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Papua New Guinea challenging, encouraging, humbling and disturbing

Rev Bruce Cornish with his Haro family hosts in Iokea Village, West Gulf Region, PNG
North Queensland Presbytery Minister Rev Bruce Cornish recently attended the 20th Assembly of the United Church in Papua New Guinea at Lokea Village, West Gulf Region and found the experience of his first trip to Papua New Guinea challenging, encouraging, humbling and disturbing. This is an extract from his report to the Presbytery of North Queensland.

I was there for 12 days that were filled a great deal that was new and different, in which I experienced:- the incredible hospitality of the people in the villages especially my host family, Joe and Freda Haro and their children Juliet, Yvonne and Adam. the deep faith of the members of the Assembly and the people in the villages the acute poverty of many of the people especially when compared to life in Australia.

I was present at the United Church Assembly meeting as the official representative of the Uniting Church in Australia. As such I shared the greeting of the church and especially the President Gregor Henderson with the Assembly.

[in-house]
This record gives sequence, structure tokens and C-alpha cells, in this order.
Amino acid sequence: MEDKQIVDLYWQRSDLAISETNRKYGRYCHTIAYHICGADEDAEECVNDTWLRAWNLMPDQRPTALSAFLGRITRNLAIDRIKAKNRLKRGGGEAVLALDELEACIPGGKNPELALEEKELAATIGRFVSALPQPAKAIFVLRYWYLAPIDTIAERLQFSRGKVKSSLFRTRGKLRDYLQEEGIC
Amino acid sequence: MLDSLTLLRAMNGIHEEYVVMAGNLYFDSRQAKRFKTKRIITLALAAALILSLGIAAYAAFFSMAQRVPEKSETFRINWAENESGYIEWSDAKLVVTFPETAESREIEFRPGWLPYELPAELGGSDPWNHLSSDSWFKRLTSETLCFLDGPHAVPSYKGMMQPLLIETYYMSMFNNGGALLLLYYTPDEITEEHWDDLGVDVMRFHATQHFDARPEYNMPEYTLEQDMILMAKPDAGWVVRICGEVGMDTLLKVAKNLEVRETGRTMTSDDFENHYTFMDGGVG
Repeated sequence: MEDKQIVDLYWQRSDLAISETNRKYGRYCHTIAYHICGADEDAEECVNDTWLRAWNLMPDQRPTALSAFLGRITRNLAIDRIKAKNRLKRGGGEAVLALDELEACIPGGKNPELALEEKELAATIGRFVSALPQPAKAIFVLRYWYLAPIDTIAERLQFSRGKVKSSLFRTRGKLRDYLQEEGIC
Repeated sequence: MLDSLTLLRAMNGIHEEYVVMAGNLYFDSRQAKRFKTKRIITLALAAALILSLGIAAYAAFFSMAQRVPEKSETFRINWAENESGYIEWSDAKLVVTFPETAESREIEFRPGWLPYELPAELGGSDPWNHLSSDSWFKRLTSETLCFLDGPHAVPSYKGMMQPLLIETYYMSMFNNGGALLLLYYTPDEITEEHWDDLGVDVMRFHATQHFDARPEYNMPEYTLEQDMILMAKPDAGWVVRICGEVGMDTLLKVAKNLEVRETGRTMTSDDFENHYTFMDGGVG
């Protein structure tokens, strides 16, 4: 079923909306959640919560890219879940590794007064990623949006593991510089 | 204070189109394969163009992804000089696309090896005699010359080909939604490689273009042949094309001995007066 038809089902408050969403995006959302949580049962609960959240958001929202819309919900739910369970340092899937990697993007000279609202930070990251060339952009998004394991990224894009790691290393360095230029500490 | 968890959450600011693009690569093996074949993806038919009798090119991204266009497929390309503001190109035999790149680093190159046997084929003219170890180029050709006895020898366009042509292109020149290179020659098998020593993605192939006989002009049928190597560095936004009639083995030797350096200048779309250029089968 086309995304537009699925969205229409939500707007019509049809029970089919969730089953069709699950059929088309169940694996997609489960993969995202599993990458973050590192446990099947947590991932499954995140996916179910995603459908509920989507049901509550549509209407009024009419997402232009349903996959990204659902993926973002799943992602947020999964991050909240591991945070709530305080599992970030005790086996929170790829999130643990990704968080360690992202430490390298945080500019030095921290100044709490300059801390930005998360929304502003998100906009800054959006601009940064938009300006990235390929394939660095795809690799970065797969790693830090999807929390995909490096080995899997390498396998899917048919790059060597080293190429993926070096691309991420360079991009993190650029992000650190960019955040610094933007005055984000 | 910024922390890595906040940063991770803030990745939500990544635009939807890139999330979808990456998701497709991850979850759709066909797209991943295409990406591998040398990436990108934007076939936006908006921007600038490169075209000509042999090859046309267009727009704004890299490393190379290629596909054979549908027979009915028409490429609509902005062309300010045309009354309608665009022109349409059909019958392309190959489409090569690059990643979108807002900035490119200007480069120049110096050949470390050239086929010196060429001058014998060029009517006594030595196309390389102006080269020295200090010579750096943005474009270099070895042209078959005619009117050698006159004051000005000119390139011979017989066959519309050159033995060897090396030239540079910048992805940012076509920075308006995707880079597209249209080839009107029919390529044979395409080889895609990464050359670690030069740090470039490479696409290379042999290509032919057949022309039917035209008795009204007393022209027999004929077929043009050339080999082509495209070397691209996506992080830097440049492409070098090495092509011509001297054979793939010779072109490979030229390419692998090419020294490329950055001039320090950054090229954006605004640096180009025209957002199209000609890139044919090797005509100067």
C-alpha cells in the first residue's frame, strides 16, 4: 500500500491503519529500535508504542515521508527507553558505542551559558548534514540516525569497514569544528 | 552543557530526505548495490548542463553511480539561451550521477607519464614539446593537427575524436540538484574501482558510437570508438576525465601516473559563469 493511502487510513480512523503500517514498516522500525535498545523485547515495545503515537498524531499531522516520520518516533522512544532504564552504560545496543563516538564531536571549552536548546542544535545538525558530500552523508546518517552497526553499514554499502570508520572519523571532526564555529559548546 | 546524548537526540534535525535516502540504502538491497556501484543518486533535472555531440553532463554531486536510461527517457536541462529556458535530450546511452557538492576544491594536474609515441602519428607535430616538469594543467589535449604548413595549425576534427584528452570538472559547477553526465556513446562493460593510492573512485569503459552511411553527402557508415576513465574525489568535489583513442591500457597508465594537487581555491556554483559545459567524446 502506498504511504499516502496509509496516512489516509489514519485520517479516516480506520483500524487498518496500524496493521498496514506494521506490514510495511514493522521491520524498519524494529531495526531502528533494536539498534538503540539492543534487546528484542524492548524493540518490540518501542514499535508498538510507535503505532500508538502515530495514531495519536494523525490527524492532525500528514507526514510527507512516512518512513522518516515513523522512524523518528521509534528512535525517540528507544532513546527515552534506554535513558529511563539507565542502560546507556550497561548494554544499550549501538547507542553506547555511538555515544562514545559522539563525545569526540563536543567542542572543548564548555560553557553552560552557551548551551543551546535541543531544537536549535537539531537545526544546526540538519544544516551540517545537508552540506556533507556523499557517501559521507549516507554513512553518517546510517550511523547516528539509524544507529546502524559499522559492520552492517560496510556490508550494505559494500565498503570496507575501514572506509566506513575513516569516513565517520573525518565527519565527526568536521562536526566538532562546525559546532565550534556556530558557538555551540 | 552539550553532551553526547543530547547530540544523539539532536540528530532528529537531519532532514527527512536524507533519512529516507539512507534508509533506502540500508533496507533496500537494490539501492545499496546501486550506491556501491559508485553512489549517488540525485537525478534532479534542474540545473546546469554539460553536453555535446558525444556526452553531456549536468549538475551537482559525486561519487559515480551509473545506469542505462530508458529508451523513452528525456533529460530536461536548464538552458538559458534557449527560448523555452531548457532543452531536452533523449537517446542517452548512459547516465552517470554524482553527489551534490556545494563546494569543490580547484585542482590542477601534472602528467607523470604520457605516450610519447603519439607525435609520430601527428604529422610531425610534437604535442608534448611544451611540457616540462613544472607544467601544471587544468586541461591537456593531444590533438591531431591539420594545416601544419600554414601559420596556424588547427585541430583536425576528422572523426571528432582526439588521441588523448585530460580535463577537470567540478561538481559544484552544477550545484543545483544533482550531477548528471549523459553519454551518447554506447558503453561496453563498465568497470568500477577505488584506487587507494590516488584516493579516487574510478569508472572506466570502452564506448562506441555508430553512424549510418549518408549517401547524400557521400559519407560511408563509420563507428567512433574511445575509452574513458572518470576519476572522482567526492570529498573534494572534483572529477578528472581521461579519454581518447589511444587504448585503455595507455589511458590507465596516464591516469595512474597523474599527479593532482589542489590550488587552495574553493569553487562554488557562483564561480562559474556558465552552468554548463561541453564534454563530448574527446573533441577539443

I was also present in my capacity as Chairperson of the North Queensland Presbytery as we are in partnership with the United Church, particularly the West Gulf Region, in providing ministry on Thursday Island.

We arrived at Lokea village from Port Moresby on Friday 27th October after a five hour trip in six coaster buses over in places some very rough roads.

The welcome both along the way and when we arrived at Iokea was moving and very genuine. The people of PNG certainly know how to make guests feel welcomed and honoured.

The village had been preparing for this Assembly meeting since March and many new buildings had been built as well as extensions to houses to accommodate the over 100 delegates and visitors.

It must be noted that this village of around 2,500 people does not have electricity, sanitation as we know it or running water. Some generators were brought in for the meeting to supplement the one small generator in the village which is situated at the small store.

A great deal of food, cooking utensils, some bedding and other items were also brought in for the meeting.

The logistics of holding such a meeting in a village so far from any major centre are incredible but the impact of that on the village and the West Gulf region is, I believe, significant.

The 20th Assembly was officially opened by the Governor General of Papua New Guinea, His Excellency, Grand Chief, Sir Paulius Matane on Sunday morning. This was in itself a very important event. Sir Paulius flew in by helicopter and was welcomed in typical PNG style.

Following the formalities a feast was shared. Entertainment by way of dancing and singing was an integral part of that time.